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Old December 26, 2004, 12:25 AM   #15
Double Naught Spy
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Join Date: January 8, 2001
Location: Forestburg, Montague County, Texas
Posts: 10,561
So you are somewhere behind a robber who is robbing a store at gunpoint to the clerk, he appears to be about to harm the clerk, and he does not know you are there or armed.

Most states are going to have laws that allow you to use lethal force justifiably in that sort of situation, should you decide to act. Is shooting from behind okay in this case? Sure, assuming you are legally justified in using lethal force. There aren't any laws about which I am aware that stipulate where lethal force can be applied to the bad guy's body. Tactically, his back to you is a pretty sweet situation for you and a horrible tactical situation for the robber. Being able to dispatch the robber before he knows you are there will mean that he isn't going to be able to stop or counter your attack.

Walking up and putting your gun to his head is a tactical blunder on your part if you do it. Why? Simple. Distance is your friend and works in your favor in such a situation. The closer you are in proximity to the danger, the more likely it is that you could end up injured or killed. Note, the closer the proximity of you to the bad guy, the less skill he will need to be able to shoot at and hit you.

Note, that contrary to Avizipls, the bad guy does not need to be superman to defeat your gun to his head. A quick pivot spin around will break the muzzle his head, hence defeating or delaying your first shot, assuming he has presence of mind to try it. Once spinning, it is likely he will be able to get off shots toward or into you. Because you are in such close proximity to the robber, the robber is going to pretty well know exactly where you are before he pivots and where you will be after he pivots, pretty much in the same place. At that range, arm's length, he is going to be able to get off shots without the need for aiming.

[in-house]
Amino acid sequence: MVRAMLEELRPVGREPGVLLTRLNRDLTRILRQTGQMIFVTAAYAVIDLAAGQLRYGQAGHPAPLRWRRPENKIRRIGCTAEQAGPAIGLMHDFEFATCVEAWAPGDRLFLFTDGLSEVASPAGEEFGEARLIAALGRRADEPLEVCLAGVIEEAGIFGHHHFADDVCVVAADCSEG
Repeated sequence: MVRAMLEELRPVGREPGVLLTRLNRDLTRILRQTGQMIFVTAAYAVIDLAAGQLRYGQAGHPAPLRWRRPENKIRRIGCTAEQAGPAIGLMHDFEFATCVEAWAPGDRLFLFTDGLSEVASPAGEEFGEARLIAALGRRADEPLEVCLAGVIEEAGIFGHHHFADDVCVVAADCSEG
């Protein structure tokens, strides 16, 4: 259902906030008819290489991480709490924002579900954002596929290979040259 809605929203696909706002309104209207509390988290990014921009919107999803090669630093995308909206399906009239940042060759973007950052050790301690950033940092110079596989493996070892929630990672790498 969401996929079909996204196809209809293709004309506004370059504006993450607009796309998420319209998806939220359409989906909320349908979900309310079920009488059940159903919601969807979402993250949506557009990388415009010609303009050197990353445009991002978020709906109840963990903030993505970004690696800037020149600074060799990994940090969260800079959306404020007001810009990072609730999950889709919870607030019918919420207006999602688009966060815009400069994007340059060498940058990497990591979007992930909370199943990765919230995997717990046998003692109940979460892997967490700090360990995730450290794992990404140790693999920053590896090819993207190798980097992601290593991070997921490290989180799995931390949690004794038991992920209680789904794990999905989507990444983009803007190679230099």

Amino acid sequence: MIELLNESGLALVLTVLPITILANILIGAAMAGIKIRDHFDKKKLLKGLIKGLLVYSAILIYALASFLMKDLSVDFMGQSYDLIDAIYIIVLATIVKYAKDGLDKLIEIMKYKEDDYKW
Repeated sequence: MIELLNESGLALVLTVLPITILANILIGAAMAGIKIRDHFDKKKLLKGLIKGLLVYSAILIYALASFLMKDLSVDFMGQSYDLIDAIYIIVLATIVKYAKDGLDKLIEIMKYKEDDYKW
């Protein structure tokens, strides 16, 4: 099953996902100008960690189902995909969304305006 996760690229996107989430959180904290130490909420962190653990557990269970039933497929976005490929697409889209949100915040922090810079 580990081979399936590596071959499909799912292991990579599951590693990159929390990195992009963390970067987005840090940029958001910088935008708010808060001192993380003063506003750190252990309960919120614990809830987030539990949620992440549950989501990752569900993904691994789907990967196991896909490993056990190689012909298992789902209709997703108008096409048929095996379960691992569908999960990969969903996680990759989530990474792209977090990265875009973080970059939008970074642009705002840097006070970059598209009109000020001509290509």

On top of that, he has another advantage that you won't have. He isn't going to care if he has one or more errant shots that hurt or kill somebody down range behind you. The consequences of hitting a bystander simply won't be a significant consideration for him. You, however, must take bystanders into consideration. You probably can't payoff the civil lawsuit(s) filed against you for hitting the bystander. On top of that, the shooting of a bystander may result in criminal charges filed against you.

These sorts of hypothetical senarios, however, often provide the good guy with one aspect that would not be present in real life. That is, total situational awareness. How can you be certain that the robber is acting alone? Obviously, the robber did not know you were there because he was fixated on the clerk and collecting the till. Like the robber, you may be fixated as well, but on him, and hence not aware of any bad guys that might be behind you or somewhere off to your periphery, unnoticed. Before pulling your gun, did you first check your six and other directions to verify that the robber is alone? Such an act would be most prudent. If there is another bad guy behind you somewhere, he may opt to start shooting you while you attempt to draw your gun. Since you didn't meantion clearing your six and other directions, not going for your gun is a reasonable idea. After all, many such crimes are performed by more than one robber working as a team.
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